Allan Massie on The Divine Comedy by Craig Raine, Scotsman
The book is full of what I suppose is wordplay about “coming” and “going” in a sexual context, about circumcision and the pudenda, about masturbation and fellation, about farts and the various forms of sexual congress, all named – boldly? proudly? It grows wearisome, very quickly. “Don’t write naughty words on walls if you can’t spell,” sang Tom Lehrer. Raine can spell. That much must be admitted. Nevertheless some of the writing is very bad ... This is a very self-indulgent book.
Suzanne Moore on Vagina by Naomi Wolf, Guardian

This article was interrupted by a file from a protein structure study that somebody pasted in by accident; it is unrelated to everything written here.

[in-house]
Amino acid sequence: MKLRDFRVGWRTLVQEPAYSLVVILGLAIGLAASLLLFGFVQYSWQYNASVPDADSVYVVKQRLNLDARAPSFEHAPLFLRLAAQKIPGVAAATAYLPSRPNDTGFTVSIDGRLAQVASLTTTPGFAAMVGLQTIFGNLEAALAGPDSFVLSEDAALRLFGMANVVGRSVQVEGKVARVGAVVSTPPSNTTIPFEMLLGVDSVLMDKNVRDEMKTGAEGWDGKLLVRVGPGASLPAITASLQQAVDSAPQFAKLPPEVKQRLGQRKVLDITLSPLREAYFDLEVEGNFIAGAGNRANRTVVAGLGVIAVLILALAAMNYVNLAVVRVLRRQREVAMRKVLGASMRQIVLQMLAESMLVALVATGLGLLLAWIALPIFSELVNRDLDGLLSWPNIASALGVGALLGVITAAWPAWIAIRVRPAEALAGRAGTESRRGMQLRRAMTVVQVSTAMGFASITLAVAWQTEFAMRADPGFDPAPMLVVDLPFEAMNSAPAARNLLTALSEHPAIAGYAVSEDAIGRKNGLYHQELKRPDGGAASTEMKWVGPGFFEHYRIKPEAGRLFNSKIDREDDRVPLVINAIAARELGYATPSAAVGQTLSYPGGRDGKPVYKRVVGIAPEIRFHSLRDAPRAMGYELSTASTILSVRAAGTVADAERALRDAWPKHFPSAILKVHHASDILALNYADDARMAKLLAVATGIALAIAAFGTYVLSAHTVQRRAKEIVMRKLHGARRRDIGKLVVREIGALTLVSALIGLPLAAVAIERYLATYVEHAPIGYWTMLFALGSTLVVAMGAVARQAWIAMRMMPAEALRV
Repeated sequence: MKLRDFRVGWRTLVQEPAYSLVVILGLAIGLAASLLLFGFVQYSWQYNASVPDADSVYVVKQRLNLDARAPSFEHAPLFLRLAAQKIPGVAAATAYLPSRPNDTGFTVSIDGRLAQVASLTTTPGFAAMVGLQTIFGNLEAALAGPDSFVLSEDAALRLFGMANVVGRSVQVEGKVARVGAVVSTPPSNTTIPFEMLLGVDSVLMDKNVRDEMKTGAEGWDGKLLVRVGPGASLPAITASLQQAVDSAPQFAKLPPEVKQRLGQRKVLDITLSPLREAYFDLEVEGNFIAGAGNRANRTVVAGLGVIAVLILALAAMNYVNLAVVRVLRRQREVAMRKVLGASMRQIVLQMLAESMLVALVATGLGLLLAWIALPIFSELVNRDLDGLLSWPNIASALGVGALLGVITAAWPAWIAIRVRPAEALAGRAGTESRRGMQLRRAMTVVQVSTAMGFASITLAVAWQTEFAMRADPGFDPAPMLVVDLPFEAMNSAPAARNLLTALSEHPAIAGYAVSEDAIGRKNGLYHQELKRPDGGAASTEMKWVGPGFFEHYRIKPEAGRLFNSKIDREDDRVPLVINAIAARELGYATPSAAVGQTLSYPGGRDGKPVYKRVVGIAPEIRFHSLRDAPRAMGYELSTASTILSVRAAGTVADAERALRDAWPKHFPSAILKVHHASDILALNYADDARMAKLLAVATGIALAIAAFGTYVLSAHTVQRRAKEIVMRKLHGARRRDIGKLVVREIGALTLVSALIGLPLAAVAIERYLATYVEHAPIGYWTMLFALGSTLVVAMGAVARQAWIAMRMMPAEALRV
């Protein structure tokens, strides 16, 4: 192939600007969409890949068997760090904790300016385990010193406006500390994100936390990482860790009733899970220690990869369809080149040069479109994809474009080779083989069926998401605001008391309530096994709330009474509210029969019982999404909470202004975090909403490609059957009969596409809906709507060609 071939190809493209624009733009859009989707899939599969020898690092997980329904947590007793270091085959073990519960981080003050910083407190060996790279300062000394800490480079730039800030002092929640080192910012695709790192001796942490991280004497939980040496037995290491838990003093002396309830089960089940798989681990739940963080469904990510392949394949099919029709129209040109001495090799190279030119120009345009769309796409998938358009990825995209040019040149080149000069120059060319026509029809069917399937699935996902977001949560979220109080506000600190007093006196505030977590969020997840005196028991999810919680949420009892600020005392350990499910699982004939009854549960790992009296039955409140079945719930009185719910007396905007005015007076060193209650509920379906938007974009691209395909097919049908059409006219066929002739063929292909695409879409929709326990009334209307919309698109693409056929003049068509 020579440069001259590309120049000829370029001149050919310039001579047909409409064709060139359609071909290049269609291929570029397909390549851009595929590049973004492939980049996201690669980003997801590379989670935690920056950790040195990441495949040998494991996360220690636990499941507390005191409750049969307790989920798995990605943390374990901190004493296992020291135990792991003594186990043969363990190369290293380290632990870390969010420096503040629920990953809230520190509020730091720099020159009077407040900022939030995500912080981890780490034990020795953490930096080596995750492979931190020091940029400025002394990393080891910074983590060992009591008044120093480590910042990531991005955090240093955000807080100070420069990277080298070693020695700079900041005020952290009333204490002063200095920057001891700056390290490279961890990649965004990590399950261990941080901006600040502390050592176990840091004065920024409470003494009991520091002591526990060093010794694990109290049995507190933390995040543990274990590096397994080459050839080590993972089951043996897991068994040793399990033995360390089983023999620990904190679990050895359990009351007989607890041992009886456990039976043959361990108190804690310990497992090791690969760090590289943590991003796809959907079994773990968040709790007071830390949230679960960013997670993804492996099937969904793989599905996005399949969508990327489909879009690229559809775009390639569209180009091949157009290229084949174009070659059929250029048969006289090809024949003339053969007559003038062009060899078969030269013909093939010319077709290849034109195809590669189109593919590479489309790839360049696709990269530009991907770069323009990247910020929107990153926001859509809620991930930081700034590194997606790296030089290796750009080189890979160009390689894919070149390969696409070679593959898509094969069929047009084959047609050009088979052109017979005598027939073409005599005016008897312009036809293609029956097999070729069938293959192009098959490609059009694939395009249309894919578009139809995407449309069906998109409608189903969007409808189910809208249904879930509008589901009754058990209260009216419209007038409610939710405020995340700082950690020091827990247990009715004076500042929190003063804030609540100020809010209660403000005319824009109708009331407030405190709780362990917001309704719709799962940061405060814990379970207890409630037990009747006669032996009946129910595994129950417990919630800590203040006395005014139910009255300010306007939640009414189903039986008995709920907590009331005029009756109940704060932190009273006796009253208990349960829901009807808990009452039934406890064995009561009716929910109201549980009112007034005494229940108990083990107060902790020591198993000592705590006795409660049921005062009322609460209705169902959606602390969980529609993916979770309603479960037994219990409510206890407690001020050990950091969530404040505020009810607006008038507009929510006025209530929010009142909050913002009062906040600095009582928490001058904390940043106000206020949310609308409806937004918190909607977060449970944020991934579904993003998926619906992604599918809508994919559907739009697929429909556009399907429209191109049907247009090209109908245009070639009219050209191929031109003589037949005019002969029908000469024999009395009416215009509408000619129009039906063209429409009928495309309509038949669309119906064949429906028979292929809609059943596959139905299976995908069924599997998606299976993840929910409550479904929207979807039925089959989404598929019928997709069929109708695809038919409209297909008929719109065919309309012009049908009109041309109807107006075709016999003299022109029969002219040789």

My problem with Wolf is longstanding and is not about how she looks or climaxes – but it is about how she thinks, or rather doesn't. She comes in a package that is marketed as feminism but is actually breathlessly written self-help. Her oeuvre, if I can use this word, is basically memoir, in which she struggles to tell some heroic truth that many others have already told us. The great trick is to present this material as new, and to somehow speak on behalf of all women when she is infinitely privileged and sheltered.